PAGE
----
There is a story in 2 Samuel about King David. He was told to build an altar to the Lord, so he went over to a man named Araunah to buy his threshing floor. Araunah told him he could have the floor. David made an interesting reply. "No, but I will surely buy it from you for a price, for I will not offer burnt offerings to the LORD my God which cost me nothing." (2 Sam 24:24)
Now, we're way beyond burnt offerings, to be sure. I mean, we have the complete and perfect offering of Christ. But what about our other offerings? What about our other worship? David refused to give to God that which cost him nothing. What about us?
We're pretty good at doing those things that benefit us. We gain from a good sermon or a good, soul-stirring song. A singer feels pretty good when he or she sings to the Lord before the congregation and gets the accolades for doing so. And, of course, there are those who profit greatly from their "worship" ... those self-aggrandizing preachers who call for you to "give to the Lord" while they enrich themselves on your offerings.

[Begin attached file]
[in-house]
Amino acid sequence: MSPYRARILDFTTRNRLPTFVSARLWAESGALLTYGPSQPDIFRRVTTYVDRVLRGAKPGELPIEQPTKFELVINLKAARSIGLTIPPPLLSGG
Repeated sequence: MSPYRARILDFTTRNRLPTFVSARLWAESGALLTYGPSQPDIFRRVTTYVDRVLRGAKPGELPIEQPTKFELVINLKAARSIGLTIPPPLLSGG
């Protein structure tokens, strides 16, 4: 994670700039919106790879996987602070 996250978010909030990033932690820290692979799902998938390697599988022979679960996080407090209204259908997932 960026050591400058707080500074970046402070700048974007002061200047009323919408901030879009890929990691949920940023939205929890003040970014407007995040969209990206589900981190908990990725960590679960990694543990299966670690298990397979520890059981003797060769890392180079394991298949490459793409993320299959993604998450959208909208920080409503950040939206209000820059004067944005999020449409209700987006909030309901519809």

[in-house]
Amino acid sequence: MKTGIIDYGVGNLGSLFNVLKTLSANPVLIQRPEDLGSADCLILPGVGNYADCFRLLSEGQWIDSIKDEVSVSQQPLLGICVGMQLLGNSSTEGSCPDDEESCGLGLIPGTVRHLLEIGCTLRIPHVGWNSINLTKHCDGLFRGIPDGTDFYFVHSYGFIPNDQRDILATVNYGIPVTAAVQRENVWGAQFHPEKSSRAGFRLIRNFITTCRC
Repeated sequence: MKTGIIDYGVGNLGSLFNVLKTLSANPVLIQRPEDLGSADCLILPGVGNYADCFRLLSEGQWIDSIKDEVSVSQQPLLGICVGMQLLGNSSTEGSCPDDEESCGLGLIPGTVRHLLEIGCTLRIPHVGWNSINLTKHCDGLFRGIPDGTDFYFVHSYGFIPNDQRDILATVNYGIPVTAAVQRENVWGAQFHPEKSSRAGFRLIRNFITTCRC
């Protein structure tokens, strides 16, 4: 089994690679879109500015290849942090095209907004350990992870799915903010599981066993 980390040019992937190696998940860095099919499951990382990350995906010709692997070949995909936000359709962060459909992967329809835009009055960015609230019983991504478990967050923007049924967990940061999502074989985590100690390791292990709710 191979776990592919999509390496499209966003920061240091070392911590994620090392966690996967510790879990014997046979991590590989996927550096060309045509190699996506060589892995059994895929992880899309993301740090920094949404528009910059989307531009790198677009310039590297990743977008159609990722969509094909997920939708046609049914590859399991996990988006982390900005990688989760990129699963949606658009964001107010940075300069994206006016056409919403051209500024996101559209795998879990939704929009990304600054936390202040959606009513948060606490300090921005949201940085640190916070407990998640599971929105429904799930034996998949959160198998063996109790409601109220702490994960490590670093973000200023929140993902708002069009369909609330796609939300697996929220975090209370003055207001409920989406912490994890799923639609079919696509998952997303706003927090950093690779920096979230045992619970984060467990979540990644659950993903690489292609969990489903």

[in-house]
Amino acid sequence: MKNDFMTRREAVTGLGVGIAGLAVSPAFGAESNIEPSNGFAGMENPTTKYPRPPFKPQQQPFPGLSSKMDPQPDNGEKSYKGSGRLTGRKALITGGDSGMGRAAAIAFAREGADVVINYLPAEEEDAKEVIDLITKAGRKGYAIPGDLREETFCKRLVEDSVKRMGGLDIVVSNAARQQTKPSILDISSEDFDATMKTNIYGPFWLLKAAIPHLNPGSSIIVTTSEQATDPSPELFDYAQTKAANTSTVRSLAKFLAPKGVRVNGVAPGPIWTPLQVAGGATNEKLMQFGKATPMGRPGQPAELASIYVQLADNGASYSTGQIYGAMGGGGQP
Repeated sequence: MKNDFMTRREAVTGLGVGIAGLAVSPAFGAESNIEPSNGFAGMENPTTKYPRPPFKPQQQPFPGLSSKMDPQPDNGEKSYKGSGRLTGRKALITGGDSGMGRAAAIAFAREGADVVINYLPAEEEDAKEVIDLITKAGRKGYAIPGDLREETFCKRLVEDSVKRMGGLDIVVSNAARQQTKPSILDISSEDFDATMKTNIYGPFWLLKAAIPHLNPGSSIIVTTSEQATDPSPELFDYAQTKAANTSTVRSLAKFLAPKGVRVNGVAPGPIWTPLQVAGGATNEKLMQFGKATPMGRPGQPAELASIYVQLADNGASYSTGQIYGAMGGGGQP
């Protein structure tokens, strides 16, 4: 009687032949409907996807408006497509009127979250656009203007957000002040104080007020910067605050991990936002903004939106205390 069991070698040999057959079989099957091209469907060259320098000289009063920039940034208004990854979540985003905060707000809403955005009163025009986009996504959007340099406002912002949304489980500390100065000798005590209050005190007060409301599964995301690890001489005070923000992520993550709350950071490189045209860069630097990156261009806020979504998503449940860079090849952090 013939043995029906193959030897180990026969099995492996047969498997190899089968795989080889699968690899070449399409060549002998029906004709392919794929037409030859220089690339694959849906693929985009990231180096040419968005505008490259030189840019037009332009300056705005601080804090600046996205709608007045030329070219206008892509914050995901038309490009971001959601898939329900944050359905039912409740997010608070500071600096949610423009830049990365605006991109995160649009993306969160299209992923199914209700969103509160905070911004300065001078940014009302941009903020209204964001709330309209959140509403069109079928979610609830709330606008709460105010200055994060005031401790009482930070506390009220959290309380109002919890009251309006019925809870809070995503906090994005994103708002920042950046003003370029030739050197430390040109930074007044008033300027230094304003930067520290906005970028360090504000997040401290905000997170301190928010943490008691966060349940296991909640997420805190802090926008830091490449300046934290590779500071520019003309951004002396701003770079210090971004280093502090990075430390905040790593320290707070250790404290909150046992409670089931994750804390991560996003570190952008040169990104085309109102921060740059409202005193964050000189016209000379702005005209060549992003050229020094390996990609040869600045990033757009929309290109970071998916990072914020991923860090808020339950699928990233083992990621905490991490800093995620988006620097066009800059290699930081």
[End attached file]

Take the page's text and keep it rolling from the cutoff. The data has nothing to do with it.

But what about sacrifice? You know, "Let us continually offer up a sacrifice of praise to God, that is, the fruit of lips that give thanks to His name." (Heb 13:15) "I urge you, brethren, by the mercies of God, to present your bodies a living and holy sacrifice, acceptable to God, which is your reasonable service of worship." (Rom 12:1) Sacrifice.
For so many these days that which we offer to the Lord had better not cost us much. Not much time, not much money, not much effort. We are a long way from "I will not offer to the Lord that which costs me nothing." And, oddly enough, I think we are the ones that are missing out.